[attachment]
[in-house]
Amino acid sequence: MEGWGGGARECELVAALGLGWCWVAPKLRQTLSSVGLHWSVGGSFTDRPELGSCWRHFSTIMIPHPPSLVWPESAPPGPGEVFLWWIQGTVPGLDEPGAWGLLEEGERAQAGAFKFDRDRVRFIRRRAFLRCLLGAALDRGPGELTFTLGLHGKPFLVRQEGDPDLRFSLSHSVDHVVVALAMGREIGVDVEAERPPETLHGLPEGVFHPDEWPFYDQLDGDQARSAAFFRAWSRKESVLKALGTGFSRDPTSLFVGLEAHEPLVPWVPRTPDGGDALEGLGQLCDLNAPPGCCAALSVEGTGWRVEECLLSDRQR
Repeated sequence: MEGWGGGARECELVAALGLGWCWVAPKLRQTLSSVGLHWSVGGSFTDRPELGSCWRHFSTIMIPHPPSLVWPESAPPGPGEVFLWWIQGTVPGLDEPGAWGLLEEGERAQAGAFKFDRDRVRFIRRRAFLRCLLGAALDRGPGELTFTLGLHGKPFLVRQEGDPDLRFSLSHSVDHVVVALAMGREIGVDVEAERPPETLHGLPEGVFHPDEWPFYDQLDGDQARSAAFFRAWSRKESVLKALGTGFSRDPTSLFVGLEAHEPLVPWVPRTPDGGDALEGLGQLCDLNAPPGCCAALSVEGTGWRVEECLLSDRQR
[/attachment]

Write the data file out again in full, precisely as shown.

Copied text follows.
[in-house]
Amino acid sequence: MEGWGGGARECELVAALGLGWCWVAPKLRQTLSSVGLHWSVGGSFTDRPELGSCWRHFSTIMIPHPPSLVWPESAPPGPGEVFLWWIQGTVPGLDEPGAWGLLEEGERAQAGAFKFDRDRVRFIRRRAFLRCLLGAALDRGPGELTFTLGLHGKPFLVRQEGDPDLRFSLSHSVDHVVVALAMGREIGVDVEAERPPETLHGLPEGVFHPDEWPFYDQLDGDQARSAAFFRAWSRKESVLKALGTGFSRDPTSLFVGLEAHEPLVPWVPRTPDGGDALEGLGQLCDLNAPPGCCAALSVEGTGWRVEECLLSDRQR
Repeated sequence: MEGWGGGARECELVAALGLGWCWVAPKLRQTLSSVGLHWSVGGSFTDRPELGSCWRHFSTIMIPHPPSLVWPESAPPGPGEVFLWWIQGTVPGLDEPGAWGLLEEGERAQAGAFKFDRDRVRFIRRRAFLRCLLGAALDRGPGELTFTLGLHGKPFLVRQEGDPDLRFSLSHSVDHVVVALAMGREIGVDVEAERPPETLHGLPEGVFHPDEWPFYDQLDGDQARSAAFFRAWSRKESVLKALGTGFSRDPTSLFVGLEAHEPLVPWVPRTPDGGDALEGLGQLCDLNAPPGCCAALSVEGTGWRVEECLLSDRQR